In addition to immediately establishing this personal connection, the writer includes creative, thoughtful points about her topic that show she has strong critical thinking skills. Lines like “women are often not taken seriously, historically even feeling inclined to abbreviate or use pen names to pass off as men” and “this is not to say all men perpetuate this toxicity, nor that women do not” demonstrate she can think deeply about a topic, and consider multiple perspectives, both skills which are crucial to success in college.
What Could Be Improved
While the writer’s personal investment in her topic is clear, what’s less clear is what she has learned about herself, or which personality traits she has developed, as a result of her love of fanfiction.
She hints at this kind of growth with the lines “When I was younger, the criticism discouraged me so much that I kept my interests to myself. I still struggle with this from time to time, but I have since grown and pursued creative writing for my own enjoyment…” but her readers don’t get much elaboration. Perhaps rule #1 for the college essay is “show, don’t tell,” and these lines, while informative, are very tell-y.
A stronger way of making her point would be to describe a moment or experience that will give admissions officers a more concrete sense of how this transformation occurred. For example, after saying “I kept my interests to myself,” she could say something like “In third grade, I wrote three chapters of a Harry Potter fanfiction, but when I showed my friends at school, they laughed at me and asked me what the point was, because my efforts would never be as good as the actual books.”
With this addition, her readers have a more detailed understanding of her state of mind at this point in her life, and a similar example from the present would help them see how she’s grown since then. While the word count is always a factor, this writer is 40 words under the count. Plus, these specific anecdotes are important enough that it would be worth making cuts from elsewhere in the essay in order to include them.
Essay Example 2 – Extracurricular Essay
When I was in ninth grade, I volunteered at a legal foundation where attorneys provide free legal services to victims of domestic violence. I initially volunteered because I wanted to observe the legal profession at work, as it was a profession I was and still am passionate about pursuing. However, once I was there, I realized that I was observing a much greater force at work.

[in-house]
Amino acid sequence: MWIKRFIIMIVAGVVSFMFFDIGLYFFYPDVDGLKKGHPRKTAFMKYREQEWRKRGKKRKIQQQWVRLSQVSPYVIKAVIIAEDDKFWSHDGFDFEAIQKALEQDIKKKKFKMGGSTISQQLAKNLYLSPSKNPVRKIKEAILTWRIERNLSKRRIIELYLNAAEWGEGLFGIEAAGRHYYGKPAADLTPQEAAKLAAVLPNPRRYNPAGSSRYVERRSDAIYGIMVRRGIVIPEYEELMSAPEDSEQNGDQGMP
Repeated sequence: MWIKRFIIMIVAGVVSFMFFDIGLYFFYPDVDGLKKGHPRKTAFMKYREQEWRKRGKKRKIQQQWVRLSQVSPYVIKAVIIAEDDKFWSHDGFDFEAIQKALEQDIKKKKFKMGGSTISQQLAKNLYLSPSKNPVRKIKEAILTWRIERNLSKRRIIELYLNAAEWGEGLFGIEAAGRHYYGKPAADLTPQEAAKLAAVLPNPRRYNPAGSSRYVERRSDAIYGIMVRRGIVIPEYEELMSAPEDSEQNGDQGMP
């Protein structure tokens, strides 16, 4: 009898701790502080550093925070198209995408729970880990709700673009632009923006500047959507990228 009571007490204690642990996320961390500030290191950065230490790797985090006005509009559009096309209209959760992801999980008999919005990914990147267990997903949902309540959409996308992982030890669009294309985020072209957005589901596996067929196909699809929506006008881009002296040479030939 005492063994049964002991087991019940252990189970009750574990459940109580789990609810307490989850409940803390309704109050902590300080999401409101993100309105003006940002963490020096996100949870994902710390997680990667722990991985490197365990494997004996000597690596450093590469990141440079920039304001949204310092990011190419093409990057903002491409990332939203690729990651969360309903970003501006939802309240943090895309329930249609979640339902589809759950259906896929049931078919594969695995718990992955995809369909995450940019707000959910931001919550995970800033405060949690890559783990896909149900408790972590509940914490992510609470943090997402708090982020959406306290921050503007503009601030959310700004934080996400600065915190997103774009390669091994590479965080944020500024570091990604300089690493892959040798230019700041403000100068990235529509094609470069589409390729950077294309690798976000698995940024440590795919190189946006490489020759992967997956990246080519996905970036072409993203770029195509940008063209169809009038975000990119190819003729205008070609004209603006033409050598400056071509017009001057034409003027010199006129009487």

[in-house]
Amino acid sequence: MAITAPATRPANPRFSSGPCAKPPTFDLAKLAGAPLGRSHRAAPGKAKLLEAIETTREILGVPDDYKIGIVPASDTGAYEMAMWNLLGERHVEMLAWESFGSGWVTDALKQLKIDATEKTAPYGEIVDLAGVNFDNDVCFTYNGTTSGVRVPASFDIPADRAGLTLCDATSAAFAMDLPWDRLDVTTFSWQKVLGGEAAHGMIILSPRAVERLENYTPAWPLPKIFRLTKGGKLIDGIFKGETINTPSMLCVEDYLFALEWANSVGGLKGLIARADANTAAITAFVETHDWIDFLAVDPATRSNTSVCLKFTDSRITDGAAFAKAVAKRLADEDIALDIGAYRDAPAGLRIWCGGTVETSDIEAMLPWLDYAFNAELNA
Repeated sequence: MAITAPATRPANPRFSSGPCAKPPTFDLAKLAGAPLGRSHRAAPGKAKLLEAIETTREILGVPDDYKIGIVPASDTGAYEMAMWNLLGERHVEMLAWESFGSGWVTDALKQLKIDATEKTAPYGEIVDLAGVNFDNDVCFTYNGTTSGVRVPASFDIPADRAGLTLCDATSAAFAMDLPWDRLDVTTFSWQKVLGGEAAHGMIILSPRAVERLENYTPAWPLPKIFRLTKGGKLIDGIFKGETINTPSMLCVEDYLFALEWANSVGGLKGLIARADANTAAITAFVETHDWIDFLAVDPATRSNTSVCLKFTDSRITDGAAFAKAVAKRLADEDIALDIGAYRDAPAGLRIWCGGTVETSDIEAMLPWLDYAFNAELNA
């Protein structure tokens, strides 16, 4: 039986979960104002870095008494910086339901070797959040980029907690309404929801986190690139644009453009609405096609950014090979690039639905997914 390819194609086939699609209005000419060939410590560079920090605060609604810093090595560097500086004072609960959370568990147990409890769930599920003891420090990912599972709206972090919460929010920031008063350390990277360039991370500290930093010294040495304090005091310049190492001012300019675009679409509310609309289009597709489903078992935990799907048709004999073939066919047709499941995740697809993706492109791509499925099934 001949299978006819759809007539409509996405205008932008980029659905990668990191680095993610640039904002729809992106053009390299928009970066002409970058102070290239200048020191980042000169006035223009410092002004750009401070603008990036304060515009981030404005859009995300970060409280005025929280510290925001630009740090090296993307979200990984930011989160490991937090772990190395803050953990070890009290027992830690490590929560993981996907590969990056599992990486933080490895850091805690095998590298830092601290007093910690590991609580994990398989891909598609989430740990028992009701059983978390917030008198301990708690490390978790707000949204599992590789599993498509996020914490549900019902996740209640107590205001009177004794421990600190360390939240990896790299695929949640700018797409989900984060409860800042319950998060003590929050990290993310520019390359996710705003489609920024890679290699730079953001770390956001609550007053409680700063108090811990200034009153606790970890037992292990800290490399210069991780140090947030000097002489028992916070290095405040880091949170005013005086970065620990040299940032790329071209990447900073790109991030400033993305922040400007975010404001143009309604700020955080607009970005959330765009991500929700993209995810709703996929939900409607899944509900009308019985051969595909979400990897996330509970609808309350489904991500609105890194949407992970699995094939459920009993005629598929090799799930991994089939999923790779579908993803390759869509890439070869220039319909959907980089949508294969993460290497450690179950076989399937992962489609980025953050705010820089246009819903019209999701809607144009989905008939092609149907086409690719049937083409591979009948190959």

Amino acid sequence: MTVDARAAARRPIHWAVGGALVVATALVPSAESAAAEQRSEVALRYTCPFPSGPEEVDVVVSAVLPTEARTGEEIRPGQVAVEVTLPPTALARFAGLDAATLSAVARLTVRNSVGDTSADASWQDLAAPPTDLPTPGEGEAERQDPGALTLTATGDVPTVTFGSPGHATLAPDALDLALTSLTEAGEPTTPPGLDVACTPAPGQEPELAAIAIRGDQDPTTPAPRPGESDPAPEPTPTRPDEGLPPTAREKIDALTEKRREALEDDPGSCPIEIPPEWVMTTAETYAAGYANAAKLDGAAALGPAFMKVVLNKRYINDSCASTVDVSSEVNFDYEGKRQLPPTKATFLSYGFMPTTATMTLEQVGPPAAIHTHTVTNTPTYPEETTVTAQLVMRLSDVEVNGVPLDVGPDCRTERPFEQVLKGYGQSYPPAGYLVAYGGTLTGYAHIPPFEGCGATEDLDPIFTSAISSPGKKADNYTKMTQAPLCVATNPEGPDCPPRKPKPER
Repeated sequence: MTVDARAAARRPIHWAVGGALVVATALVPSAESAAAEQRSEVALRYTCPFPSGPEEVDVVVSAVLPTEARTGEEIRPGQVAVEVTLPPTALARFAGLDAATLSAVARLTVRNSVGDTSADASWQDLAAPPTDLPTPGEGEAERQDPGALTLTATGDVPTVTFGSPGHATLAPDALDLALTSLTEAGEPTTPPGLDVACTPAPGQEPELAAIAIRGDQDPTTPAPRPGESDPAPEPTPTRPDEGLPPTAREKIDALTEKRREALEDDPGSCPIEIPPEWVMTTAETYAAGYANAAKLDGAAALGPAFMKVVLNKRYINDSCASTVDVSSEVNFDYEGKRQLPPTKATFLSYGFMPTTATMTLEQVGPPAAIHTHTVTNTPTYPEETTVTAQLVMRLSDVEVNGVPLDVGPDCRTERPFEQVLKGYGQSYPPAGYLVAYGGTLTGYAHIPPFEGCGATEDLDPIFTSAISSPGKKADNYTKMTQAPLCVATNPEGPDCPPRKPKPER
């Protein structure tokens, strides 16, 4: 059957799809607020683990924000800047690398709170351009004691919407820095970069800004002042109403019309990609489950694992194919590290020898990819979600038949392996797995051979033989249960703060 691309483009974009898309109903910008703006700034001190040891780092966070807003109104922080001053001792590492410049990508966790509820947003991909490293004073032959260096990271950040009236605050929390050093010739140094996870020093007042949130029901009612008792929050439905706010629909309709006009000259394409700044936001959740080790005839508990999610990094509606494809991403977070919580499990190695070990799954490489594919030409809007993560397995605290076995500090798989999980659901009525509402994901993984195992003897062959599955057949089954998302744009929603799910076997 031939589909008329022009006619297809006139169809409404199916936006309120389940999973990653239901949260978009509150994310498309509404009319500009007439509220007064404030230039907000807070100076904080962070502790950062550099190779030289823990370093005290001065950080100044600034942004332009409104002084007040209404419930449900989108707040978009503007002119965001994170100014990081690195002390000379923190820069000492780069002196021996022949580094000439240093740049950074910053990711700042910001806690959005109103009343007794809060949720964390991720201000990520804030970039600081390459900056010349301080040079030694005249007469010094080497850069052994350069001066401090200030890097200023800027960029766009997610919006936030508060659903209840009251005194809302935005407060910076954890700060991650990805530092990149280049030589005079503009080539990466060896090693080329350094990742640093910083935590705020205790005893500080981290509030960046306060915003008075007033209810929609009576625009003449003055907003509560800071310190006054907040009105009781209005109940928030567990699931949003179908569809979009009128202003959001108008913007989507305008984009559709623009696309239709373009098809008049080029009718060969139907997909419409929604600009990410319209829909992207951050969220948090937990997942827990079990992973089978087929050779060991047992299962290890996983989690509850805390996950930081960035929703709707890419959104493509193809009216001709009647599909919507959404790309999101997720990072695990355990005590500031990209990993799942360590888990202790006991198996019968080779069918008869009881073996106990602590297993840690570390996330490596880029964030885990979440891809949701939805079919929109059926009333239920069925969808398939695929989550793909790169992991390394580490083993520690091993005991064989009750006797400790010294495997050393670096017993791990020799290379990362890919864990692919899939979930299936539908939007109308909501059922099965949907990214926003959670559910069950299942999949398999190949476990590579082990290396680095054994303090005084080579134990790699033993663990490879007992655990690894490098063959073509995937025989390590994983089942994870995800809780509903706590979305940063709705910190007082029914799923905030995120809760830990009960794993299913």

My job was simple; I was to scan and file old case files. But, as I was tasked with copious amounts of files, I quickly realized the extent to which domestic violence impacts people. 1 in 3 women, and 1 in 4 men, have been victims of domestic violence. While I was familiar with domestic violence before, this experience was eye-opening.
Domestic violence is a major issue within today’s society, and victims often feel uncomfortable with reporting. Services like the foundation I volunteered at help make legal aid more accessible, which can help victims feel more comfortable reporting their abuse.
Domestic violence is an issue that I have thought about since this experience. When I started my true crime podcast as a sophomore, I wanted to spread awareness about domestic violence and its prevalence in criminal investigations. I allocated specific episodes to research cases where domestic violence resulted in a more escalated crime. This includes the stories of lesser-known victims such as Evelyn Colon and Kathleen Peterson.
Further, this experience encouraged me to consider doing pro bono work in the future. I want to pursue a career in the legal field, and I want to work to make a difference in the lives of domestic violence victims. Free legal aid can help deter abusers and assist victims in leaving dangerous situations. Ultimately, this brief volunteer experience made a major impact on my future goals and altered the way in which I consider domestic violence.
What the Essay Did Well
The most important thing in any college essay is to show how an interest or experience has impacted your personal growth, and that’s especially true when responding to this prompt, which, in addition to fitting the “Extracurricular” archetype, explicitly asks you to describe an “activity…that has changed your view on a particular social issue.”
This essay does a phenomenal job of showing the writer’s growth. We see the writer go from a general interest in legal work, and the “simple” task of scanning files, to developing a sophisticated understanding of the social issue of domestic violence in particular, and a desire to channel their legal ambitions towards improving this issue.